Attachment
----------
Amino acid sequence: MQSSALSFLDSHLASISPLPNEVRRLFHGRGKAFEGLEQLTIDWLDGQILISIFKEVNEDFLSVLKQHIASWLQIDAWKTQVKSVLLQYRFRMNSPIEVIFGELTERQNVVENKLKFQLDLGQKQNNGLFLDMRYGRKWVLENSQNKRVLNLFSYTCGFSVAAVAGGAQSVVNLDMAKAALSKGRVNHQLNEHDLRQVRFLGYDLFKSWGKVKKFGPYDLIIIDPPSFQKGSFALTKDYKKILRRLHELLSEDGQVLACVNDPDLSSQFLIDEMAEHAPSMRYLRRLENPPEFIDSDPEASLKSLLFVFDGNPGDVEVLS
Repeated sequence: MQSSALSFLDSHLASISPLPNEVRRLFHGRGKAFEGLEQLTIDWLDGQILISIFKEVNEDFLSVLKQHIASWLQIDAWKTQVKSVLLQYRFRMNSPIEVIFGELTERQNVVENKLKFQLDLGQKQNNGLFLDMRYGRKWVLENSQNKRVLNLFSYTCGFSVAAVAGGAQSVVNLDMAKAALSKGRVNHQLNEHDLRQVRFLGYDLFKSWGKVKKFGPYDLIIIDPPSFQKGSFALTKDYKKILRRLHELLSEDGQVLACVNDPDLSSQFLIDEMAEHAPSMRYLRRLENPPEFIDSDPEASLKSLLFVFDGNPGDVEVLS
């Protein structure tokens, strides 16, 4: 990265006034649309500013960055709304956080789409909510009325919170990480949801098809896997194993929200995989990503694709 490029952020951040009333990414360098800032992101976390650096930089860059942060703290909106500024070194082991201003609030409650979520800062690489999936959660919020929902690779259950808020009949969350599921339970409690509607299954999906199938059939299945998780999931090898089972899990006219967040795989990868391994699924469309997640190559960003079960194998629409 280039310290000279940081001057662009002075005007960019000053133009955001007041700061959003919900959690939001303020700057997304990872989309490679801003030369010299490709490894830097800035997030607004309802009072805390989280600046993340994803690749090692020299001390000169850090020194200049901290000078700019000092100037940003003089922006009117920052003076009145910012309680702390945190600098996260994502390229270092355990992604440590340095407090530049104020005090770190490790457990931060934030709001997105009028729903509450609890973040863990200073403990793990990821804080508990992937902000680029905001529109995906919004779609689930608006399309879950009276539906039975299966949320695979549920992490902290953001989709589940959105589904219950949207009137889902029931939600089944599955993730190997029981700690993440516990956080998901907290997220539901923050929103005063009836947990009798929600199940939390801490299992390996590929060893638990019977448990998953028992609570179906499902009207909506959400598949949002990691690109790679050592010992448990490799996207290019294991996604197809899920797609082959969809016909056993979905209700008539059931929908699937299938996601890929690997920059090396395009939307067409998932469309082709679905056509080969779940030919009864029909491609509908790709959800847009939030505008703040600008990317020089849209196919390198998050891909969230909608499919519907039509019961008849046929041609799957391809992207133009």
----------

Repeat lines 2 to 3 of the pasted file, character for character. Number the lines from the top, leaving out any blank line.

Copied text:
Repeated sequence: MQSSALSFLDSHLASISPLPNEVRRLFHGRGKAFEGLEQLTIDWLDGQILISIFKEVNEDFLSVLKQHIASWLQIDAWKTQVKSVLLQYRFRMNSPIEVIFGELTERQNVVENKLKFQLDLGQKQNNGLFLDMRYGRKWVLENSQNKRVLNLFSYTCGFSVAAVAGGAQSVVNLDMAKAALSKGRVNHQLNEHDLRQVRFLGYDLFKSWGKVKKFGPYDLIIIDPPSFQKGSFALTKDYKKILRRLHELLSEDGQVLACVNDPDLSSQFLIDEMAEHAPSMRYLRRLENPPEFIDSDPEASLKSLLFVFDGNPGDVEVLS
């Protein structure tokens, strides 16, 4: 990265006034649309500013960055709304956080789409909510009325919170990480949801098809896997194993929200995989990503694709 490029952020951040009333990414360098800032992101976390650096930089860059942060703290909106500024070194082991201003609030409650979520800062690489999936959660919020929902690779259950808020009949969350599921339970409690509607299954999906199938059939299945998780999931090898089972899990006219967040795989990868391994699924469309997640190559960003079960194998629409 280039310290000279940081001057662009002075005007960019000053133009955001007041700061959003919900959690939001303020700057997304990872989309490679801003030369010299490709490894830097800035997030607004309802009072805390989280600046993340994803690749090692020299001390000169850090020194200049901290000078700019000092100037940003003089922006009117920052003076009145910012309680702390945190600098996260994502390229270092355990992604440590340095407090530049104020005090770190490790457990931060934030709001997105009028729903509450609890973040863990200073403990793990990821804080508990992937902000680029905001529109995906919004779609689930608006399309879950009276539906039975299966949320695979549920992490902290953001989709589940959105589904219950949207009137889902029931939600089944599955993730190997029981700690993440516990956080998901907290997220539901923050929103005063009836947990009798929600199940939390801490299992390996590929060893638990019977448990998953028992609570179906499902009207909506959400598949949002990691690109790679050592010992448990490799996207290019294991996604197809899920797609082959969809016909056993979905209700008539059931929908699937299938996601890929690997920059090396395009939307067409998932469309082709679905056509080969779940030919009864029909491609509908790709959800847009939030505008703040600008990317020089849209196919390198998050891909969230909608499919519907039509019961008849046929041609799957391809992207133009």